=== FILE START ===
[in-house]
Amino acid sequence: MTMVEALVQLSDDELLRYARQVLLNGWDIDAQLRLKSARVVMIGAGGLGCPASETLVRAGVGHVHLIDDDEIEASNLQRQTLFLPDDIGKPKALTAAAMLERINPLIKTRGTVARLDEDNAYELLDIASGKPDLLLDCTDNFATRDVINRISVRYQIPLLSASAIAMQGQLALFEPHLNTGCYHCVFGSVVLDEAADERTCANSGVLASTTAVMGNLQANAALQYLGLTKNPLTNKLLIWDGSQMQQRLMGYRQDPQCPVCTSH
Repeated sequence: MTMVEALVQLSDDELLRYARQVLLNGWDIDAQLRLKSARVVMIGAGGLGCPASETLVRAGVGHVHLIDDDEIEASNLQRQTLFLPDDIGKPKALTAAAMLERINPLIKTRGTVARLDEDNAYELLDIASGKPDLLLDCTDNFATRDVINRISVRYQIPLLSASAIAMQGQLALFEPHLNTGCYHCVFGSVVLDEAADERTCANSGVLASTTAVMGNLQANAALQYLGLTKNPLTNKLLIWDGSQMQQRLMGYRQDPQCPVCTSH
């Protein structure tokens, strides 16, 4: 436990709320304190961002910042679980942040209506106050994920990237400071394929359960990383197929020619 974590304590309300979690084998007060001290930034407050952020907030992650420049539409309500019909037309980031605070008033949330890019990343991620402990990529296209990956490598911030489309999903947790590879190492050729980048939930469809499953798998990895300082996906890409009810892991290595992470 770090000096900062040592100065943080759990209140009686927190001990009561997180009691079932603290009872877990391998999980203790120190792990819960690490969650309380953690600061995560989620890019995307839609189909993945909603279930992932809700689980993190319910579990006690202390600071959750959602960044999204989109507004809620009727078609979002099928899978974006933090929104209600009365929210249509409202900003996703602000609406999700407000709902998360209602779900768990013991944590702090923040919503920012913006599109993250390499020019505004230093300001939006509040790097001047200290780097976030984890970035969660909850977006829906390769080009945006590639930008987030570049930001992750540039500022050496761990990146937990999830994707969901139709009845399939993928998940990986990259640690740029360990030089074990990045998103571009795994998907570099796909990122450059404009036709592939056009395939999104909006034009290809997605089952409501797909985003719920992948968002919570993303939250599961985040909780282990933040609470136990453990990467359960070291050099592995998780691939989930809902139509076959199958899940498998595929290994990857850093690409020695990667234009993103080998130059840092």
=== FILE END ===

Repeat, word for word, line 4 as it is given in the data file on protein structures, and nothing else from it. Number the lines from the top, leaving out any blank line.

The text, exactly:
């Protein structure tokens, strides 16, 4: 436990709320304190961002910042679980942040209506106050994920990237400071394929359960990383197929020619 974590304590309300979690084998007060001290930034407050952020907030992650420049539409309500019909037309980031605070008033949330890019990343991620402990990529296209990956490598911030489309999903947790590879190492050729980048939930469809499953798998990895300082996906890409009810892991290595992470 770090000096900062040592100065943080759990209140009686927190001990009561997180009691079932603290009872877990391998999980203790120190792990819960690490969650309380953690600061995560989620890019995307839609189909993945909603279930992932809700689980993190319910579990006690202390600071959750959602960044999204989109507004809620009727078609979002099928899978974006933090929104209600009365929210249509409202900003996703602000609406999700407000709902998360209602779900768990013991944590702090923040919503920012913006599109993250390499020019505004230093300001939006509040790097001047200290780097976030984890970035969660909850977006829906390769080009945006590639930008987030570049930001992750540039500022050496761990990146937990999830994707969901139709009845399939993928998940990986990259640690740029360990030089074990990045998103571009795994998907570099796909990122450059404009036709592939056009395939999104909006034009290809997605089952409501797909985003719920992948968002919570993303939250599961985040909780282990933040609470136990453990990467359960070291050099592995998780691939989930809902139509076959199958899940498998595929290994990857850093690409020695990667234009993103080998130059840092």